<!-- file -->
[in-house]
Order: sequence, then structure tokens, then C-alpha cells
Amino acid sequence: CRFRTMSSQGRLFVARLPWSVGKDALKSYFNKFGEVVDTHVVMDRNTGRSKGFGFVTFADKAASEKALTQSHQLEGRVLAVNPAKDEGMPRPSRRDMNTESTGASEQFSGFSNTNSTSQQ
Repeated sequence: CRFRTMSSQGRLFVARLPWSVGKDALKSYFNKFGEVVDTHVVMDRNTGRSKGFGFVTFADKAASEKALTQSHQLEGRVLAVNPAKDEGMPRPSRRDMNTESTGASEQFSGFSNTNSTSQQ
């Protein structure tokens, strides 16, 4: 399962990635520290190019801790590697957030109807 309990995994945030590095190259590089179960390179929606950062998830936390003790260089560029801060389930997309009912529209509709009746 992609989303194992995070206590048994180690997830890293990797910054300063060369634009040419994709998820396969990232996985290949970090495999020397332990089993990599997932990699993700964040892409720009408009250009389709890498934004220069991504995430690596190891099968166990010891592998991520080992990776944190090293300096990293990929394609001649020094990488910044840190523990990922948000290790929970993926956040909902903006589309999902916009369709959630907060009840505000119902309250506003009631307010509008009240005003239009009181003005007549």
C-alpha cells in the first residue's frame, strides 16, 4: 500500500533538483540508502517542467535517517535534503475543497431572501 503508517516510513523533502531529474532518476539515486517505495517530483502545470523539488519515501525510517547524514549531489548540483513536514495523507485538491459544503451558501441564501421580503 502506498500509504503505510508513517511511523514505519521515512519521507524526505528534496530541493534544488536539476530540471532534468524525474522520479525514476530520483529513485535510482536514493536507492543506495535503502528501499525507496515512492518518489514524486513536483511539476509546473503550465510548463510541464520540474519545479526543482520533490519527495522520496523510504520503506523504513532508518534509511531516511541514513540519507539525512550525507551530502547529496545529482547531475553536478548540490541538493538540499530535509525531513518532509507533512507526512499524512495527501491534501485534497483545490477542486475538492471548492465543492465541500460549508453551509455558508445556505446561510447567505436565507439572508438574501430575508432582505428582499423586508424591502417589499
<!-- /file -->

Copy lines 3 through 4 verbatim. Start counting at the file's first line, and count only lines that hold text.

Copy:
Amino acid sequence: CRFRTMSSQGRLFVARLPWSVGKDALKSYFNKFGEVVDTHVVMDRNTGRSKGFGFVTFADKAASEKALTQSHQLEGRVLAVNPAKDEGMPRPSRRDMNTESTGASEQFSGFSNTNSTSQQ
Repeated sequence: CRFRTMSSQGRLFVARLPWSVGKDALKSYFNKFGEVVDTHVVMDRNTGRSKGFGFVTFADKAASEKALTQSHQLEGRVLAVNPAKDEGMPRPSRRDMNTESTGASEQFSGFSNTNSTSQQ